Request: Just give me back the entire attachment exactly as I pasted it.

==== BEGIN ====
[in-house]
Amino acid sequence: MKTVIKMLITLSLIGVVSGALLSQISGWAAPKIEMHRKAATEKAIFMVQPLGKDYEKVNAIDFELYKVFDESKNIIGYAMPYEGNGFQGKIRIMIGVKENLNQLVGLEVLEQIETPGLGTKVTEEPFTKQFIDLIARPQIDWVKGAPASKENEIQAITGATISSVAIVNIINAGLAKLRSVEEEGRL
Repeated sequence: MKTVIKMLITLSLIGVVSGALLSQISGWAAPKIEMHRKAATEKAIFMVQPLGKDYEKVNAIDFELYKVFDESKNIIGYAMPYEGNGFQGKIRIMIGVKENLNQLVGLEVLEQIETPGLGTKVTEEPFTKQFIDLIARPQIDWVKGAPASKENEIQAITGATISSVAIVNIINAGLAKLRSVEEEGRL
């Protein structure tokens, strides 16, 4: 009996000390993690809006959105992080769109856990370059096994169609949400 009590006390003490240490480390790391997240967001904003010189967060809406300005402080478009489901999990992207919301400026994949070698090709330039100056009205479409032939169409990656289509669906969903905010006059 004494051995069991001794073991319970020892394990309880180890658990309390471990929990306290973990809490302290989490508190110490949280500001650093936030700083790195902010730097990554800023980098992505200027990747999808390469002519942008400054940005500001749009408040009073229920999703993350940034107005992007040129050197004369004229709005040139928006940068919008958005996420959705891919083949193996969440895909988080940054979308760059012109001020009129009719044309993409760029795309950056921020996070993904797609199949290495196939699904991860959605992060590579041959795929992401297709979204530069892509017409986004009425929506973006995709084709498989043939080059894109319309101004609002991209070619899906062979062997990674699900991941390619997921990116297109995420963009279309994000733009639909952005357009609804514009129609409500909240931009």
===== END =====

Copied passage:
[in-house]
Amino acid sequence: MKTVIKMLITLSLIGVVSGALLSQISGWAAPKIEMHRKAATEKAIFMVQPLGKDYEKVNAIDFELYKVFDESKNIIGYAMPYEGNGFQGKIRIMIGVKENLNQLVGLEVLEQIETPGLGTKVTEEPFTKQFIDLIARPQIDWVKGAPASKENEIQAITGATISSVAIVNIINAGLAKLRSVEEEGRL
Repeated sequence: MKTVIKMLITLSLIGVVSGALLSQISGWAAPKIEMHRKAATEKAIFMVQPLGKDYEKVNAIDFELYKVFDESKNIIGYAMPYEGNGFQGKIRIMIGVKENLNQLVGLEVLEQIETPGLGTKVTEEPFTKQFIDLIARPQIDWVKGAPASKENEIQAITGATISSVAIVNIINAGLAKLRSVEEEGRL
């Protein structure tokens, strides 16, 4: 009996000390993690809006959105992080769109856990370059096994169609949400 009590006390003490240490480390790391997240967001904003010189967060809406300005402080478009489901999990992207919301400026994949070698090709330039100056009205479409032939169409990656289509669906969903905010006059 004494051995069991001794073991319970020892394990309880180890658990309390471990929990306290973990809490302290989490508190110490949280500001650093936030700083790195902010730097990554800023980098992505200027990747999808390469002519942008400054940005500001749009408040009073229920999703993350940034107005992007040129050197004369004229709005040139928006940068919008958005996420959705891919083949193996969440895909988080940054979308760059012109001020009129009719044309993409760029795309950056921020996070993904797609199949290495196939699904991860959605992060590579041959795929992401297709979204530069892509017409986004009425929506973006995709084709498989043939080059894109319309101004609002991209070619899906062979062997990674699900991941390619997921990116297109995420963009279309994000733009639909952005357009609804514009129609409500909240931009």